Rotator Cuff Tears
The shoulder joint consists of the humerus (arm bone), the glenoid (part of the scapula bone), the labrum, and the surrounding tendons and ligaments. The humeral head sitting in the glenoid can be thought of as a “golf ball on a tee” because of the large humeral head and small labrum. As a result, the shoulder has a very large range of motion, but in exchange loses stability and is easily injured or dislocated. The four most important muscles and tendons that surround and stabilize the shoulder are the rotator cuff muscles: supraspinatus, infraspinatus, teres minor, and subscapularis. These muscles are covered by a bursa that helps lubricate the tendons and allow them to glide freely during motion. Together, these muscles with the help of the labrum, a ring of cartilage around the glenoid, hold the humeral head into the shoulder “socket” and stabilize the shoulder. It is important to recognize that unlike other joints that have strong bone and ligament stabilizers, the shoulder is primarily stabilized by muscles and tendons.
Rotator cuff tears are common, and occur when one or more of the rotator cuff tendons becomes detached from the head of the humerus. The most common tear is in the supraspinatus tendon, but any of the four tendons can be involved. Rotator cuff tears can either be partial (incomplete) or full thickness (complete). A partial tear is still attached to the humeral head, but a full-thickness tear typically leaves a hole or a gap in the tendon. Rotator cuff tears in young individuals are generally acute tears that occur from a single traumatic event, such as a fall or accident. However, most rotator cuff tears are the result of degenerative fraying and weakening of the tendon over time. There are many causes for generative tears, and there is a greater risk for these to be bilateral (both sides) and to recur.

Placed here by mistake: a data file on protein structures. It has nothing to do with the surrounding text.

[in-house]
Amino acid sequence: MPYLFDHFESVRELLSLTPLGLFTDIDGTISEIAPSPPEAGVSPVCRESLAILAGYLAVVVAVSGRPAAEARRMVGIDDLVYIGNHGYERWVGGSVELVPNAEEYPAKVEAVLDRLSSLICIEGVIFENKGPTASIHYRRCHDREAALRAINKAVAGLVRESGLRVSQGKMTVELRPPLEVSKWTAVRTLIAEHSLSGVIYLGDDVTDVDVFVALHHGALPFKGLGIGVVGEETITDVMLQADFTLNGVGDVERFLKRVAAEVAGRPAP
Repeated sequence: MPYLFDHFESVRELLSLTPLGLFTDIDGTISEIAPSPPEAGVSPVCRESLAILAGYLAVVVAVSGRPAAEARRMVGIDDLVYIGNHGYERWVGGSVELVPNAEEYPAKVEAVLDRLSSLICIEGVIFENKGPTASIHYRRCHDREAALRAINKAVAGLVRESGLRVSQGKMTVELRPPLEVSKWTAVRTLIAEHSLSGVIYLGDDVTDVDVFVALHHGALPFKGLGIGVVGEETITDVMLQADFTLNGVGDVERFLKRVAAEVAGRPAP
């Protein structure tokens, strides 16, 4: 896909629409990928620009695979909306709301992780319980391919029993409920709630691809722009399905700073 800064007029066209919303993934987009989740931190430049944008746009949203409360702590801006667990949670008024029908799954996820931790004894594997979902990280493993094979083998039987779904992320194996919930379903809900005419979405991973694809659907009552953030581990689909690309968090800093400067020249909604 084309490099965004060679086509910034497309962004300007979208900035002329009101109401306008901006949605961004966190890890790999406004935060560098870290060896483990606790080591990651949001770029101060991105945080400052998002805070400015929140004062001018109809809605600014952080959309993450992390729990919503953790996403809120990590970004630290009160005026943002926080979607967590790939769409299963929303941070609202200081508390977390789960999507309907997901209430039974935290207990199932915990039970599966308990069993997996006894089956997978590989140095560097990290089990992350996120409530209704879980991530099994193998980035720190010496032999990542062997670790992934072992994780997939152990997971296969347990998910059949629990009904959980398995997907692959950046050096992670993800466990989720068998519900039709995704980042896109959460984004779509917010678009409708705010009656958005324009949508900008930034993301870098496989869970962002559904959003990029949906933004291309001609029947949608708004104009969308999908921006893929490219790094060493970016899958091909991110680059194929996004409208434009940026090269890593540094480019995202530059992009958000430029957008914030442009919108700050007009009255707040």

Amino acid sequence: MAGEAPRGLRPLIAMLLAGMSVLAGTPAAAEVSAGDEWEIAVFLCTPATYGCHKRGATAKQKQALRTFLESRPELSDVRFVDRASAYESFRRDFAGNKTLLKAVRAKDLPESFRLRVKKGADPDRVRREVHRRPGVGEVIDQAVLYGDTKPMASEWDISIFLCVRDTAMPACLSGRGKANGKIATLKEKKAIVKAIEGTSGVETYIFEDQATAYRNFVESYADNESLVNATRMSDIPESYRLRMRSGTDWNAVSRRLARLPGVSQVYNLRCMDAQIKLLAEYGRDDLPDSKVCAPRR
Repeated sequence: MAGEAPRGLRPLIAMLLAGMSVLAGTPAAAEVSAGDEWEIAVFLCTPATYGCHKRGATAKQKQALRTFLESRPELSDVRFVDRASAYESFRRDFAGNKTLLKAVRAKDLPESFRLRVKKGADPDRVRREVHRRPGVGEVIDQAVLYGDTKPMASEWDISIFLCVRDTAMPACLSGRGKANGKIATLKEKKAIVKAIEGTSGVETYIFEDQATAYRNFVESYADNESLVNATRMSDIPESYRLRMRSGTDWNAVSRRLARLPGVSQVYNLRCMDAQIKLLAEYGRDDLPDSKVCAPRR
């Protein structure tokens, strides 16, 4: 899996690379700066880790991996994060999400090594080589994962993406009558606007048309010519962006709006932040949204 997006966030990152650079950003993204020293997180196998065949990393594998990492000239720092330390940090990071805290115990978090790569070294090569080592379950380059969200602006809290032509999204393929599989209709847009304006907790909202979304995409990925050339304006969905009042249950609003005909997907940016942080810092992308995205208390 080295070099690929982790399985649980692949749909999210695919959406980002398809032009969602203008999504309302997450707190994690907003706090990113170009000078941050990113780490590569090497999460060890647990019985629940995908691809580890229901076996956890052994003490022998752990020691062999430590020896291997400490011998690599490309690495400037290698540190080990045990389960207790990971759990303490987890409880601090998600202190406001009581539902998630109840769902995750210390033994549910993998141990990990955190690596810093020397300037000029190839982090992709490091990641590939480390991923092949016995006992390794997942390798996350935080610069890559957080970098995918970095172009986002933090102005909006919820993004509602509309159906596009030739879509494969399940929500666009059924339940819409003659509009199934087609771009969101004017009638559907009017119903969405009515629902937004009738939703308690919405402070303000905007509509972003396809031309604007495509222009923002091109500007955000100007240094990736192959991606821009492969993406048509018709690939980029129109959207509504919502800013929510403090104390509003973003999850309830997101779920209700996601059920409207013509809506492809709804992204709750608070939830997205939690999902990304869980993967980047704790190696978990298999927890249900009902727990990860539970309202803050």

About half of patients with rotator cuff tears respond very well to treatment with the RICE protocol (rest, ice, compression, and elevation). Avoiding the exacerbating activity is the first and most important step. Drugs such as ibuprofen and aspirin can help reduce pain and swelling. In addition, rehabilitation with strengthening and physical therapy can often improve symptoms and enhance recovery. Lastly, your doctor may suggest a steroid injection to reduce inflammation, which can often relieve pain.
In some cases, when non-surgical treatment has not been able to relieve pain and improve symptoms, your surgeon may recommend a rotator cuff repair. There are numerous ways to repair the rotator cuff, but most are performed either completely or partially with arthroscopic surgery using small cameras and tools placed inside the shoulder. Speak with your surgeon to understand his or her preferred treatment options.
Your physician will recommend a specific rehabilitation protocol to enhance your recovery to activities and decrease pain after surgery. The importance of physical therapy in the shoulder cannot be overstated since it is the muscles and tendons that primarily stabilize the joint. Exercises will consist of exercises for improving strength, maintaining motion, and re-training your muscles during the recovery phase. These exercises will typically progress in stages as the tendon heals and gets stronger. It is important to follow the protocol exactly as your surgeon recommends since going to fast may result in injury to the surgical repair and going too fast can result in stiffness and decreased motion. Exercises should be performed in a supervised setting, as well as at home on your own time. Your commitment to rehabilitation is key to a successful outcome.
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